As I write this, it is August 31, 2020, which wouldn’t normally mean anything to anybody, especially me. Except for this particular day is my official termination (retirement) date as a pilot for Southwest Airlines. Because of accrued vacation, I flew my last official trip a few weeks ago and I turned in my airline ID and company owned materials last week, but today is when it all officially ends after more than 29 years with the company, 35 years of flying for my full-time living and 45 years since my first solo. Unlike a lot of my industry mates, I have had a blessed career of fortunate timing.
I could have actually continued another four years before forced retirement, but the wretched Covidity Blues inspired my company’s efforts to make an attractive offer to we seasoned types to ease involuntary furlough pressure on the young and junior. Of which, not incidentally, my own son Riley is one. I was blessed to fly my last official three-day trip with my son in the right seat—and our wives riding in the cabin. I even won the landing contest on the last “roller” after trailing in points for most of the trip. Every pilot/father should be so lucky and blessed.
It Must Be Real
The emotion of the last airline trip really didn’t hit me until seeing a kind note from dispatch on the last flight release. I don’t see this retirement change as an end as much as simply a transition. I think retirement would be much more emotionally impactful if it truly were a grounding for good, as it is for some. For those of us blessed to fly general aviation, especially Experimental/Amateur-Built, it’s just more time available to further enjoy some of the most rewarding flying of our lives.
However, this whole retirement process has caused me to reflect on one painful reality and that is that every pilot will eventually reach the point that it’s over, or at least should be. Sometimes it is a gentle transition and sometimes abrupt. Sometimes it ends in a doctor’s office and, tragically, sometimes in an accident or incident. Three pillars of good pilotage are judgment, skill (training) and experience. Unfortunately, it is a fact that abilities degrade after a certain point. Sometimes a weaker memory can be temporarily masked by wisdom and good habits gained by experience, but every pilot will reach a time when it is appropriate and wise to trade the high-performance, all-weather rocket for a fair-weather Light Sport to extend the avocational range a bit. Or it might be best to simply close out the logbook altogether.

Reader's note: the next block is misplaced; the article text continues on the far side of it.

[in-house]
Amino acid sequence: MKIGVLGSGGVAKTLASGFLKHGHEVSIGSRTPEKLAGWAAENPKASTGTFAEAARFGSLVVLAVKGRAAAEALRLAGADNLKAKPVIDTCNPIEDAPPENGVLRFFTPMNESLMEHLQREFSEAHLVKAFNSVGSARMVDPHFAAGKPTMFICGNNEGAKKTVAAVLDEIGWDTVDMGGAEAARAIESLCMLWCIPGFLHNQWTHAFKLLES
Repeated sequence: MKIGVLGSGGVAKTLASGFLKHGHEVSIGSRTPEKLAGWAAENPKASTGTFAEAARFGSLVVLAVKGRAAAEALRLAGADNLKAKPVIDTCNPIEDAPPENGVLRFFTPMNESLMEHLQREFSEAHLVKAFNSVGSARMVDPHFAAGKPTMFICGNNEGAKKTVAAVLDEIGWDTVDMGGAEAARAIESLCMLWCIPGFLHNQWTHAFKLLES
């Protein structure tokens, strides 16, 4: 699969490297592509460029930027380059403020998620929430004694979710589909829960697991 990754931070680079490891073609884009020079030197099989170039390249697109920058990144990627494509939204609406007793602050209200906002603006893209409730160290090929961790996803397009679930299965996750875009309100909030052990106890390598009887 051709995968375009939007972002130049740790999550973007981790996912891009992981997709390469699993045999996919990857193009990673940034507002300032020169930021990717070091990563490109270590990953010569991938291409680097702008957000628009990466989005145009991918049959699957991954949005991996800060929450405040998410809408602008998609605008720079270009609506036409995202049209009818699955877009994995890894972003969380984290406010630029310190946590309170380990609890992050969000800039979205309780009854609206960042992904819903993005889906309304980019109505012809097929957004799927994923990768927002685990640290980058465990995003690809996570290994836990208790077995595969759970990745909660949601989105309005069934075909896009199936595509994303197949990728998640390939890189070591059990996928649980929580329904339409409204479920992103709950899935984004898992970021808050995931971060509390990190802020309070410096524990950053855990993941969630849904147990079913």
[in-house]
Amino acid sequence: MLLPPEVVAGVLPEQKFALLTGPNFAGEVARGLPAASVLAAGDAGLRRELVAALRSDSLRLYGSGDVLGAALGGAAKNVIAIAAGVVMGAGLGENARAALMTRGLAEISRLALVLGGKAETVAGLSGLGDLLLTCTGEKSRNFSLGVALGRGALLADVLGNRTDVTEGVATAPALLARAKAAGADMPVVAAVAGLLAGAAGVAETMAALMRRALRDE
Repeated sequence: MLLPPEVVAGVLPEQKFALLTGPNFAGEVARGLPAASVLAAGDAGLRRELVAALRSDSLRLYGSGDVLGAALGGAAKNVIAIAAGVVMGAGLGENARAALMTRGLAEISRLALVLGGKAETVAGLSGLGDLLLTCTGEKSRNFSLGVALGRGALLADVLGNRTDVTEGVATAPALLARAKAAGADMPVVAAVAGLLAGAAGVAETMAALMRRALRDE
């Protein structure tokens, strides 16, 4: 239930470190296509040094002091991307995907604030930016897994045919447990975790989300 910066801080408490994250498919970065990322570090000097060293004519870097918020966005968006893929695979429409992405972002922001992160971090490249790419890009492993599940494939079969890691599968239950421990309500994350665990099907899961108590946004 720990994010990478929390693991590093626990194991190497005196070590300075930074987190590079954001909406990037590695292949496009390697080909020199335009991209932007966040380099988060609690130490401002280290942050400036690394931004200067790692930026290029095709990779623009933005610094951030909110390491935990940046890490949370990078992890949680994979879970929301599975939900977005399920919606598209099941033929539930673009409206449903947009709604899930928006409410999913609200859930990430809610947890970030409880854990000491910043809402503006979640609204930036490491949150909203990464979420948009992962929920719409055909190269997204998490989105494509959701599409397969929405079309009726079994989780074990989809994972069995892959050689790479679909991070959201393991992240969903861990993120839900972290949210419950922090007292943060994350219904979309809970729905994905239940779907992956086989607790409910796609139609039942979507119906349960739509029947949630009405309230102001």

Degradation of abilities is common with aging but not linear to specific age. We’ve all known pilots who were still Steve Canyon in their 80s and others were considerably over corporal TBO in their 60s. We need to watch out for each other and be prepared to listen and take heed when someday someone is actually watching out for us by saying something that may be painful to hear.
I believe that we are all part of a great community of shared interest that spans many generations. My wife commented at Oshkosh that she never realized there are so many of us avgeeks. Those of us fortunate enough to still be in the sweet spot of activity owe a debt of gratitude to our forefathers and a responsibility of legacy to those coming up behind us.
A couple of years ago, a neighbor asked if I might be interested in taking his dad for a ride in my airplane. He explained that his dad had been a pilot for most of his life and had owned many aircraft, but hadn’t flown in several years. While physically spry beyond his years, the fellow was suffering the devastation of Alzheimer’s and was now totally dependent upon his son and his family.